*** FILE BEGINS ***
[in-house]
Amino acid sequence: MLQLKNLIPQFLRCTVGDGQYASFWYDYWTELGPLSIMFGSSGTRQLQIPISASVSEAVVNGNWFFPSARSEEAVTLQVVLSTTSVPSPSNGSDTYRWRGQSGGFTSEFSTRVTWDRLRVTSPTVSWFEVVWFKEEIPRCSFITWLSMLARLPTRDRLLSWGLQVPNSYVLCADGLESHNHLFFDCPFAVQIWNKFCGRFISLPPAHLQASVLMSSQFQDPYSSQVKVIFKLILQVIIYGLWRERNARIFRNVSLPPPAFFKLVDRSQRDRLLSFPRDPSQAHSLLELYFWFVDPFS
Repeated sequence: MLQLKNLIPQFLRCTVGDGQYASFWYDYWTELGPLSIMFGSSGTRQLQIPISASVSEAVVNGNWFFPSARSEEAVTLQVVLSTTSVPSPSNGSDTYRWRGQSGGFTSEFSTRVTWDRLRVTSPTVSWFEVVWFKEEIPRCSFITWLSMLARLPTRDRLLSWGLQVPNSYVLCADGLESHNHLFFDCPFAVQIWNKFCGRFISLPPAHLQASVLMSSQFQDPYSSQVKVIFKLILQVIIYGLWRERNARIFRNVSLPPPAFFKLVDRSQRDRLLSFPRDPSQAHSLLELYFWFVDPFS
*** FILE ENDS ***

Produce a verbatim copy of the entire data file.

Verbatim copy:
[in-house]
Amino acid sequence: MLQLKNLIPQFLRCTVGDGQYASFWYDYWTELGPLSIMFGSSGTRQLQIPISASVSEAVVNGNWFFPSARSEEAVTLQVVLSTTSVPSPSNGSDTYRWRGQSGGFTSEFSTRVTWDRLRVTSPTVSWFEVVWFKEEIPRCSFITWLSMLARLPTRDRLLSWGLQVPNSYVLCADGLESHNHLFFDCPFAVQIWNKFCGRFISLPPAHLQASVLMSSQFQDPYSSQVKVIFKLILQVIIYGLWRERNARIFRNVSLPPPAFFKLVDRSQRDRLLSFPRDPSQAHSLLELYFWFVDPFS
Repeated sequence: MLQLKNLIPQFLRCTVGDGQYASFWYDYWTELGPLSIMFGSSGTRQLQIPISASVSEAVVNGNWFFPSARSEEAVTLQVVLSTTSVPSPSNGSDTYRWRGQSGGFTSEFSTRVTWDRLRVTSPTVSWFEVVWFKEEIPRCSFITWLSMLARLPTRDRLLSWGLQVPNSYVLCADGLESHNHLFFDCPFAVQIWNKFCGRFISLPPAHLQASVLMSSQFQDPYSSQVKVIFKLILQVIIYGLWRERNARIFRNVSLPPPAFFKLVDRSQRDRLLSFPRDPSQAHSLLELYFWFVDPFS